"In the terrible year after Luke was born, when I spent most days in tears, Brad was wonderful, the one person who could comfort me. Now we're at each other's throats 24/7. I barely recognize the person I've become, screaming and cursing at my husband, often in front of the children. Something has to change, but nothing ever does. Oh, except for one minor detail: Brad just announced that he's lost interest in his job and is taking a leave of absence! Could there be a worse moment for such a major decision? The decision we should be making is whether to transfer Luke to a care facility. Sadly, we're past the point of having a civilized conversation about that or anything else."
"My memory of Luke's birth is blurred," said Brad, 41. "When a doctor tells you that, basically, your child will be a vegetable for the rest of his life, the words don't really sink in. I was on autopilot, dashing frantically between hospitals to check on my wife and son. I kept asking myself questions no one should have to ask — like, how could God let this happen? I had this crazy idea that if I prayed hard enough Luke's condition would improve. That didn't happen and never will. Now I'm afraid our decision to keep him at home may cost us our marriage.
"Initially, Kim and I shared Luke's care equally. But now everything I do is wrong. If I clean Luke's feeding tube or change his linens, she hovers over my shoulder to make sure I don't screw up. If I go grocery shopping, I'll invariably forget something or buy the wrong brand of detergent. There's no pleasing her, and the tension in our house is unbearable. Kim is sarcastic and coarse in front of the children. When did she learn to talk like a longshoreman?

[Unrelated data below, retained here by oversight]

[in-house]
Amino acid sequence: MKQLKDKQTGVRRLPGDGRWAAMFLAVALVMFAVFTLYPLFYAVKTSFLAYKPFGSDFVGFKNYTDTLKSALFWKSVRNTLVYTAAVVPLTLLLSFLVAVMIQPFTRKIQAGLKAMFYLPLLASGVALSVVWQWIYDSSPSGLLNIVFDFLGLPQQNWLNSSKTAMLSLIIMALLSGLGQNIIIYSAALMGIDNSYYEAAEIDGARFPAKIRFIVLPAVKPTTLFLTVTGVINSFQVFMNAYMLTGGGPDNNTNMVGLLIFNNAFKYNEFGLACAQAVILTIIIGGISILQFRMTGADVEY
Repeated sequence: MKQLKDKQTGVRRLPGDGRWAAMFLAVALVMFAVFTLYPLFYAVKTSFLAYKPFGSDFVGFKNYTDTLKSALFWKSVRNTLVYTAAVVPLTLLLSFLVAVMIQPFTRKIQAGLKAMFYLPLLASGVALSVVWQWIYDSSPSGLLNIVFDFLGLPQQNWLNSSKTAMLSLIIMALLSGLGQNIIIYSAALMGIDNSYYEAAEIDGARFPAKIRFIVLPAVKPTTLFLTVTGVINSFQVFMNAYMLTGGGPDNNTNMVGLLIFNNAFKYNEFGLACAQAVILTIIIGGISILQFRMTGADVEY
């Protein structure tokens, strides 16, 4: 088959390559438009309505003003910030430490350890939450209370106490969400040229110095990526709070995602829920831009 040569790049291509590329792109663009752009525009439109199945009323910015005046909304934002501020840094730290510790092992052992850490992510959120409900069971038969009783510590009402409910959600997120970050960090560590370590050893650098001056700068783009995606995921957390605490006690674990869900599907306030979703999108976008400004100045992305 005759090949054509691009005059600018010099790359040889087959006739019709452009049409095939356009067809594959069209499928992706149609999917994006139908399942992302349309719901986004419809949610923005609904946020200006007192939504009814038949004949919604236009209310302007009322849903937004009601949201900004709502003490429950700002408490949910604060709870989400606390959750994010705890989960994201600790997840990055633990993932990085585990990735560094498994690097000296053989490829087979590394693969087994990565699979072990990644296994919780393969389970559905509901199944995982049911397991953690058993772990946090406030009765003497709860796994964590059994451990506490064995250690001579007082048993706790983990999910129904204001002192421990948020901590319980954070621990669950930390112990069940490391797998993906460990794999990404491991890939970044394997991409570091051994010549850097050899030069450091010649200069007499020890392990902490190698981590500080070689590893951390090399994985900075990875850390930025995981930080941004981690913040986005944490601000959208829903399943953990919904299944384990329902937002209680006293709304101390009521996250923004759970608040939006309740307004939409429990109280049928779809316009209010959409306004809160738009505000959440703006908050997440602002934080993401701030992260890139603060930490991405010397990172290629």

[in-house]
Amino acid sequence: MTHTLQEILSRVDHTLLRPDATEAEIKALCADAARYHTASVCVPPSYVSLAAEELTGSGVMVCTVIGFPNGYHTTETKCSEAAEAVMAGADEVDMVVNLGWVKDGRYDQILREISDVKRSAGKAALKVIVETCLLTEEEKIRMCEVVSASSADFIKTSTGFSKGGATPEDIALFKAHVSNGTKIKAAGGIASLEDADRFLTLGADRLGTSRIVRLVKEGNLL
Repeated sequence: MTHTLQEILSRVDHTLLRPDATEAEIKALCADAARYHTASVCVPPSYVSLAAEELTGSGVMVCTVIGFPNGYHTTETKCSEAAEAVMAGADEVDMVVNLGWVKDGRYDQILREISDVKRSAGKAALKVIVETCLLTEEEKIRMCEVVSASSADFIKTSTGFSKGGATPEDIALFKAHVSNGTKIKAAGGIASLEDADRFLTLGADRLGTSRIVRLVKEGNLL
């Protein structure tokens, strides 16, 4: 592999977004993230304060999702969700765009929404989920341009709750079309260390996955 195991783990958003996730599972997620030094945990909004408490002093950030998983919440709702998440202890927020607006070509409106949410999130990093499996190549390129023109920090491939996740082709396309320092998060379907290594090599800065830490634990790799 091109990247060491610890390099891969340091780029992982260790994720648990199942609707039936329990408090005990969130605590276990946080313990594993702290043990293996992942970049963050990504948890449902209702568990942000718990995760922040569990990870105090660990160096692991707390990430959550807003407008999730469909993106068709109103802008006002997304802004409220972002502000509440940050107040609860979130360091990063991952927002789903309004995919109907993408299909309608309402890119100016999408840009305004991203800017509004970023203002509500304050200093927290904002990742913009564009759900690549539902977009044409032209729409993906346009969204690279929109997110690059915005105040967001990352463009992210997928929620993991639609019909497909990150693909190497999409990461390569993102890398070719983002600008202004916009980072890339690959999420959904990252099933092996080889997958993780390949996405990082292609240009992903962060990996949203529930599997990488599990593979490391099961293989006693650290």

"Believe me, that's not the woman I fell in love with. Kim was beautiful, smart, and full of energy. I'd dated enough women to know I wasn't going to let this one get away, so I pursued her until she agreed to go out with me. We clicked immediately; we used to have these marathon talks where we told each other everything. I could open up to her in a way I'd never been able to with anyone else.
"I realize Kim's just as angry as I am, but she won't admit it, even to herself. Yes, she has more to do than seems humanly possible, but she doesn't need to volunteer at every church event. She should use the time to take an art class or get a massage. When I point this out, she blows up, and we're smack in the middle of another battle.
"And it makes me livid when she says stuff like 'Dad's passed out in the den.' I've fallen asleep — I have not 'passed out'! So what if I drink a few beers? It takes the edge off if I'm watching Luke for five hours. She's turned the kids against me. Kyle doesn't even want to toss around a football with me anymore, which breaks my heart, and all three take Kim's side in every argument. Now, on top of everything else, I've lost interest in my profession. That's why I'm taking a leave of absence from my law firm, after killing myself to make partner three years ago.
"I know the divorce rate is sky-high among couples with handicapped children. I'm determined not to let that happen — our kids have had enough tragedy. Maybe the time has come to make the choice we've all been avoiding: to place Luke in a home. That's the elephant in the room."
The Counselor's Turn
"Few couples, even in the strongest marriages, are prepared to deal with the practical and psychological fallout of having a disabled child," the counselor said. "Overwhelmed and depleted by the relentless expense and responsibility of caring for their son, Kim and Brad couldn't work together to resolve even routine issues. They were unable to take any pleasure in their lives, let alone rekindle the spark that had brought them together in the first place.